L’Atelier – Writing what’s wrong, together

During the summer in 2016, a well-known writer Olivia holds a writing workshop in Marseille area to promote writing among young people. With Olivia’s guidance, they need to write together a thriller. But in their group discussion, neither the history of the working class of the city nor the shut-down shipyards can interest Antoine, our protagonist. Bit by bit, Antoine shows signs of his attention towards the anxiety of the contemporary world, and a dubious attachment to the far-right politics. Soon enough, Antoine and his teammates grow apart because of their conflicts. Anger even makes him point a gun to Olivia...

Entre les murs has already brought Laurent CANTET a Palme d’Or in 2008. This year at Cannes, teaming up again with screen writher Robin CAMPILLO, CANTET made his way to Un Certain Regard with L’Atelier.

There are often some common figures reappearing in CANTET’s storytelling: students and workers on strike, middle-class on crisis or people of diverse races. L’Atelier follows right down this path and echoes the pulse of France, Europe or even the world.

This is the second time that Laurent CANTET and Robin CAMPILLO has collaborated, and the film inevitably shows a repetition of the same skill set of Entre les murs, just like the debate scenes in 120 BPM by CAMPILLO. L’Atelier once again takes advantage of the format of a teaching/debate session to approach the issues discussed in the film. The French, they never seem to hold back when it’s time to explain themselves. So among the group of the young, Caucasians, Black, Arabians, Muslims, they give tit-for-tat responses to one another. A big amount of lines shapes up the character of the teacher Olivia and students. With almost obvious purpose, these characters seem to be created for pointing out the issues: Arabians and Muslims leading to the subject of terrorism, Black people leading to the subject of racial discrimination, the writer signifying a conflict between French elites and commoners, Antoine and his far-right tendency. For instance, it’s interesting for me as a foreigner to see how a student makes fun of the teacher’s Parisian accent with her southern one, while in French language there is a word “province” referring to the whole country except Paris area – a constant conflict.

Of these big and small conflicts in the debate, a central topic appears: people not knowing what to do to face today’s mess. CANTET’s ambition is as huge as to teach a lesson to France, Europe and even the whole human society within two hours, to find a solution. By excellent control, the director manages to present the context of the 21st century in a writing class to avoid empty talk. It’s actually quite brilliant to set the film in a writing class, because it forces the students and us to analyze the reality with literature analyze process. As the classes move on, the line between literature and reality starts to blur, creating an intertextuality. The reality affects the content of the classes, and the classes reflect the reality. For example, when they need to decide a time background, a line goes like this (main idea): we need to write a crime story, in which the yesterday of the city leads to today’s murder. It’s like the director talking to the world: today’s misfortune is to pay yesterday’s debt. Besides, in the film there are tons of YouTube videos, Facebook pages and video games emphasizing that it’s our era, it’s our story, it’s today.   Another interesting thing of the introduction of literature is that, it talks about an important theory in writing: the point of view. In writing classes, they talk about how readers see the world through the protagonist’s eyes as well as the relation between writers and their characters: Is what you write what you think? Is what you think what you agree? CANTET’s camera follows Antoine for most of the time while Antoine is a young adult with a far-right tendency and ability to empathize with murderers, far-right supporters and terrorists. Being political is not rare in CANTET’s works, but unlike his attitude in his previous works, this time he uses intimate, indulgent and even romantic touches to describe this young man, making the position of the film unclear. The writer creates a delicate tension and tries to capture the uncertainty of his audience.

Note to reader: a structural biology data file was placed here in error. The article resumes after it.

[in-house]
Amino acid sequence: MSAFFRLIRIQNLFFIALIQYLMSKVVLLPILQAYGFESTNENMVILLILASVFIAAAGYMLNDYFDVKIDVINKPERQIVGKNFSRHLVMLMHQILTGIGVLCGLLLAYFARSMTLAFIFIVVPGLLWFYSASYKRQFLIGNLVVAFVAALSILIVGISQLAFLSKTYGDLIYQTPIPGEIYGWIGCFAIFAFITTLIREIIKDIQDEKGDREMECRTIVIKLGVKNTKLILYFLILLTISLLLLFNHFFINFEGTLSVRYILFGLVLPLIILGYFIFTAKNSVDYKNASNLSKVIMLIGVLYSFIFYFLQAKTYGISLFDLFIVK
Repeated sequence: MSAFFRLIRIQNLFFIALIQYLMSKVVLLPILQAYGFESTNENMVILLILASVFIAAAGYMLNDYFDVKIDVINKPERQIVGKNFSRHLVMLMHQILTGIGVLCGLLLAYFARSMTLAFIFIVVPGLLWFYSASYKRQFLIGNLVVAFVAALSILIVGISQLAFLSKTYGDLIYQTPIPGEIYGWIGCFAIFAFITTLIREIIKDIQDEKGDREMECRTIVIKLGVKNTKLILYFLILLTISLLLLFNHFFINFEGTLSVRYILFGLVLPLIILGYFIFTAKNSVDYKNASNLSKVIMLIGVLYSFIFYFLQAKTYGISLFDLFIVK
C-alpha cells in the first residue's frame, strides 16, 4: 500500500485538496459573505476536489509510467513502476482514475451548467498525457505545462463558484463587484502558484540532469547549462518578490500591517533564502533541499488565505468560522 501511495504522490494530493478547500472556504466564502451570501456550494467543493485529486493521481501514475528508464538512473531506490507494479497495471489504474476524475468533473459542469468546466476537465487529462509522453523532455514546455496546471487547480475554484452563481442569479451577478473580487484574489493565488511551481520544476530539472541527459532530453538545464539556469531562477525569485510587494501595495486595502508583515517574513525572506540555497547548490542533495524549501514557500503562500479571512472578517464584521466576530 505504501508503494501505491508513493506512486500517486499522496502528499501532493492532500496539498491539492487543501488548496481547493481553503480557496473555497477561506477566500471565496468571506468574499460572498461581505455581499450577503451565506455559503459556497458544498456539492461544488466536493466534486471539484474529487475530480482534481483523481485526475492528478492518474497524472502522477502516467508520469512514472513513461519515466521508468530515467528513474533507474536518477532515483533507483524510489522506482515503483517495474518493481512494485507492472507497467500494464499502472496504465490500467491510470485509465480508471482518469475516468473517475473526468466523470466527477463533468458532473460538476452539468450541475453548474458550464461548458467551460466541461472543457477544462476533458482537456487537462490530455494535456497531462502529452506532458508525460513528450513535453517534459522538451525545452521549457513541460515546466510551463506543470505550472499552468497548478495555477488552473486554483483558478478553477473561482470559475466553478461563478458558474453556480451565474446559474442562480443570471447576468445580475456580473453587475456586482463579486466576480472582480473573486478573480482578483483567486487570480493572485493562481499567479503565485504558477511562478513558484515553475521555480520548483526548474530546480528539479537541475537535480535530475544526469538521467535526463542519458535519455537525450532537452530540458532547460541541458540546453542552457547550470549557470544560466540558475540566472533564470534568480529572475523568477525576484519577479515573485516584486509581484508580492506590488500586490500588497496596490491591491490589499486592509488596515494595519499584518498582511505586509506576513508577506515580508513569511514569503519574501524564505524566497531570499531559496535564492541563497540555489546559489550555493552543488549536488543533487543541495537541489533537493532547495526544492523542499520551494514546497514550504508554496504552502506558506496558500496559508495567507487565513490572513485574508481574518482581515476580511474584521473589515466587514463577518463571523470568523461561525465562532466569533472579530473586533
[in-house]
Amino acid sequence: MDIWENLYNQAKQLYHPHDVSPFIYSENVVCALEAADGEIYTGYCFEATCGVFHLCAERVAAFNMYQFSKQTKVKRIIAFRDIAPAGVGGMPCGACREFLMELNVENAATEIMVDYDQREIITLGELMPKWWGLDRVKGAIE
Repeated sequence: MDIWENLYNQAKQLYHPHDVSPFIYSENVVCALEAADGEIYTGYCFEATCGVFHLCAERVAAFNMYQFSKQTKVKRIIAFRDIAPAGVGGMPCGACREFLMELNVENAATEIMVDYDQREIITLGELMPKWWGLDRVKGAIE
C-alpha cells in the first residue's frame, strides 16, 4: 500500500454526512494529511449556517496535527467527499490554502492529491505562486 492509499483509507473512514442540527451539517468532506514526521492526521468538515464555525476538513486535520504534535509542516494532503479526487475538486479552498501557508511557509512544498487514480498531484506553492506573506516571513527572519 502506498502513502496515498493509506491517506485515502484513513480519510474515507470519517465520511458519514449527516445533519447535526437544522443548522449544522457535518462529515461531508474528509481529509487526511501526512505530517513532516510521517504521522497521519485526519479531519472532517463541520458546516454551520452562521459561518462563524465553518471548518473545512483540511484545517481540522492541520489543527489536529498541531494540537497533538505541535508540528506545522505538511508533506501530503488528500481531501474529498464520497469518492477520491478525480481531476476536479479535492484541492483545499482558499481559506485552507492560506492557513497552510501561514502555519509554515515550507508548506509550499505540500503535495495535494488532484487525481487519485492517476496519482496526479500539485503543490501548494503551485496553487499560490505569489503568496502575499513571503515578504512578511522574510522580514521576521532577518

The mental journey of Antoine reflects the subject of the film: the not knowing, about races, terrorism, globalization, and other issues happening today. A helpless feeling is growing. The anxiety of the century becomes the sorrow and hatred of Antoine. A Jihadist has a gun. Antoine has a gun. The former shoots to the crowd. The latter shoots to the moon on a night by the sea. The director seems to be trying to transform this anxiety into a lasting loneliness and meaninglessness of life and persuade us to make peace with them. It’s actually not a great answer to help our real world but it’s a great artistic representation of our time.
   

Zihao Deng

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